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| Discussion|| |
Leprosy primarily affects the peripheral nerves and skin, and sometimes certain internal organs. It has a wide range of cutaneous manifestations depending on the host response to the pathogen. Apart from the clinical forms, there are lepra reactions with a complex pathogenesis involving inflammatory cells and cytokines.  The diagnosis of leprosy is based on clinical, bacteriological, and histological evidences. Delayed diagnosis and misdiagnosis are not uncommon, and in lepromatous leprosy this may lead to permanent disability and deformities.  Diffuse infiltration of the trunk, face, and large portions of the extremities was noted on presentation in our patient. Diffuse infiltration is one of the later manifestations of lepromatous leprosy. This is an example of a case of lepromatous leprosy with a delayed diagnosis, leading to a diffuse pattern of leprosy amounting to erythroderma.
Interestingly, we noticed sparing of the abdominal creases and axilla, a sign described as "deck-chair sign". The sign has been classically described in papuloerythroderma of Ofuji, but may not be a specific sign since it is described in certain other conditions such as generalized acanthosis nigricans, Waldenstrom's macroglobulinemia, large plaque parapsoriasis, angioimmunoblastic T-cell lymphoma, and erythroderma due to various causes. ,,,, This clinical observation has been described previously by Prashar et al. and probably this is the second report.  Sparing of the abdominal creases and other body folds was probably due to the tendency of leprosy lesions to spare warmer areas of the body. It is important to realize that no skin area is an "immune zone" to the invasion of M. leprae, as studies have documented bacteriological and histological evidence of the disease process in clinically uninvolved skin.  Relative sparing of certain areas in lepromatous leprosy is a known finding, but transformation of this finding into a clinically appreciable "deck chair" sign is an interesting observation.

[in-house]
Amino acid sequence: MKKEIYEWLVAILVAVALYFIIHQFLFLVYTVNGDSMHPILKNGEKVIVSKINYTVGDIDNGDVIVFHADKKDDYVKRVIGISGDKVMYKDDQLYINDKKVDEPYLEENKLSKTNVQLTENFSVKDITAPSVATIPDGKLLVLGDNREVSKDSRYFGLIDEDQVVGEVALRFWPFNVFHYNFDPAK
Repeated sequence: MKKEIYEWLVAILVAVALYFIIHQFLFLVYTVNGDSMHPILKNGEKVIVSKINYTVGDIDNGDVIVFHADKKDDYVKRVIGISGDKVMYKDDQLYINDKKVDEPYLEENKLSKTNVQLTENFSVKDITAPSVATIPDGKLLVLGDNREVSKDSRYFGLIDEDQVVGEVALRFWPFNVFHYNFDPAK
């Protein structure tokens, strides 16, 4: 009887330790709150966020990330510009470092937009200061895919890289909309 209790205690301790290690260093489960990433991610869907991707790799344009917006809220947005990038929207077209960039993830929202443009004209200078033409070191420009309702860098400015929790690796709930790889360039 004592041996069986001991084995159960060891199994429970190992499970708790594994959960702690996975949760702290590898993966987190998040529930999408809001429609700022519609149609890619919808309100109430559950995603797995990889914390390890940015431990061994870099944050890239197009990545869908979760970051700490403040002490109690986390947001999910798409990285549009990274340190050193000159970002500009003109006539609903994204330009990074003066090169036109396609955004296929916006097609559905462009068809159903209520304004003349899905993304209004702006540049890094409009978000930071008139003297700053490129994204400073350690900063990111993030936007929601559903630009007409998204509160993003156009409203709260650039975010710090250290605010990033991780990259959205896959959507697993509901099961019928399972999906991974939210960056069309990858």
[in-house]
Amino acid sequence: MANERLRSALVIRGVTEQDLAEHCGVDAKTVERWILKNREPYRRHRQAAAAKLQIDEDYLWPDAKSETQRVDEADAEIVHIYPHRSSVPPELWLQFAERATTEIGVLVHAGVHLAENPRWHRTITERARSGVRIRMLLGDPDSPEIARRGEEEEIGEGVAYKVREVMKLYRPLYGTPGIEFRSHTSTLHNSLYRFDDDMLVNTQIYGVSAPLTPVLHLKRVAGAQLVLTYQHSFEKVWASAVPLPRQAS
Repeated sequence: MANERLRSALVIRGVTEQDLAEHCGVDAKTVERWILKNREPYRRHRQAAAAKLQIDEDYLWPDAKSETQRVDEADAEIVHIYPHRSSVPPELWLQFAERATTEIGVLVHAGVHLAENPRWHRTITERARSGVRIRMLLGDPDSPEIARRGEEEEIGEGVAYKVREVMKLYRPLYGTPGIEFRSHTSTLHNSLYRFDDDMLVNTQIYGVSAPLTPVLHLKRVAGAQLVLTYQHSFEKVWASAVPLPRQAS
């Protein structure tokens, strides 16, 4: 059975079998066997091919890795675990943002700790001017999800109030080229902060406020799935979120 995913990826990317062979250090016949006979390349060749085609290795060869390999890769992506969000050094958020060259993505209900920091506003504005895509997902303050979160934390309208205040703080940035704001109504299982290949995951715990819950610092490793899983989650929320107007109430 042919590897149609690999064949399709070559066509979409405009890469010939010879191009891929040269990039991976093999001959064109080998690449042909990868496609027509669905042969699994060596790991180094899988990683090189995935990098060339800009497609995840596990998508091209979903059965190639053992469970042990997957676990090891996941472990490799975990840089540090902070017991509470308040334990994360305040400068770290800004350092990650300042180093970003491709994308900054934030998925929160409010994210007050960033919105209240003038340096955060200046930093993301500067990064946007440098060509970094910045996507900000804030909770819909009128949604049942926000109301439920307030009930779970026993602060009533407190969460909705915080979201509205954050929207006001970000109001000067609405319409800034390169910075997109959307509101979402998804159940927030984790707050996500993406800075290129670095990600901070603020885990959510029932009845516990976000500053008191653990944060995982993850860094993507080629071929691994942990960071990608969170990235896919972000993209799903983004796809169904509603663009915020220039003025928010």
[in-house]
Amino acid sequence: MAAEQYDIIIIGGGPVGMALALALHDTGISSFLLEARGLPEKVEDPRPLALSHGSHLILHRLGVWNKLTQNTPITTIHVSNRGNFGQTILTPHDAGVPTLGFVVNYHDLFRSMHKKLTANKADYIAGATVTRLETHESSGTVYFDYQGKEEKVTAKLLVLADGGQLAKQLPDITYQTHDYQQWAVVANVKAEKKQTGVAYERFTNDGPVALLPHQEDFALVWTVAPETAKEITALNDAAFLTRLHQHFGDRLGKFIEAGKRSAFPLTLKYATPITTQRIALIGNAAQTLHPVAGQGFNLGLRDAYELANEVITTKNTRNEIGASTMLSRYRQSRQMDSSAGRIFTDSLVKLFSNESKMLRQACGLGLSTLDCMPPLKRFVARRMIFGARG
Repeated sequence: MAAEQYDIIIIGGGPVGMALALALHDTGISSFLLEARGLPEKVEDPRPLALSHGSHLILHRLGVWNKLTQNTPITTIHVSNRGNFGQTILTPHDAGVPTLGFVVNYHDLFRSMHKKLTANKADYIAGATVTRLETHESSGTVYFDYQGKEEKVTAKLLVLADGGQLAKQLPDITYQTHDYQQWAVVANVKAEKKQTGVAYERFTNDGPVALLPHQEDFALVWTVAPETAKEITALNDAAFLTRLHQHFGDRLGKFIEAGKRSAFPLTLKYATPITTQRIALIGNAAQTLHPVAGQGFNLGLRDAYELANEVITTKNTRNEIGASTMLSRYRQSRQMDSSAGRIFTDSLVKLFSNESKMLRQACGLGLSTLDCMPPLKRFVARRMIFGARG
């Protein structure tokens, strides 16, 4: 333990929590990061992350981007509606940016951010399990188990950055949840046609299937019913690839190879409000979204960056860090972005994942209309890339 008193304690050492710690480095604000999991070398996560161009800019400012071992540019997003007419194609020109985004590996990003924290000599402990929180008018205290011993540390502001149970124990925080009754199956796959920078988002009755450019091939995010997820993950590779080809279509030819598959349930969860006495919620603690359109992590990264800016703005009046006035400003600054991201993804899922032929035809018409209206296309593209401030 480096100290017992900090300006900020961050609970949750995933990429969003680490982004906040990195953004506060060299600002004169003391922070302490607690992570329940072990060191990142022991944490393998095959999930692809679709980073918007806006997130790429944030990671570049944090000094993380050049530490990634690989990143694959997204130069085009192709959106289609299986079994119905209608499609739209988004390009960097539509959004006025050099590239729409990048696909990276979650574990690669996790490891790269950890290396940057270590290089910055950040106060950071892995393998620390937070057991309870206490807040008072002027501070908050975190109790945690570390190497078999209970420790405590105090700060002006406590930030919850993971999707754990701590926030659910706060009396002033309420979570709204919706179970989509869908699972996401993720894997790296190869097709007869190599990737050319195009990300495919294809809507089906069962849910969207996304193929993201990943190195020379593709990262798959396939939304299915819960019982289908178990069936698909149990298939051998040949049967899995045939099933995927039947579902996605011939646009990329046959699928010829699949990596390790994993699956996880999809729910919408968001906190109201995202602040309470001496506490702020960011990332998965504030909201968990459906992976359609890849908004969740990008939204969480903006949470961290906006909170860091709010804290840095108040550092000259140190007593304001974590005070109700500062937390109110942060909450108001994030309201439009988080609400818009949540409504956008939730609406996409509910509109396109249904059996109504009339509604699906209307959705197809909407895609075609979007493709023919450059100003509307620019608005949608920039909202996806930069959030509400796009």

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[Figure 1], [Figure 2], [Figure 3], [Figure 4], [Figure 5]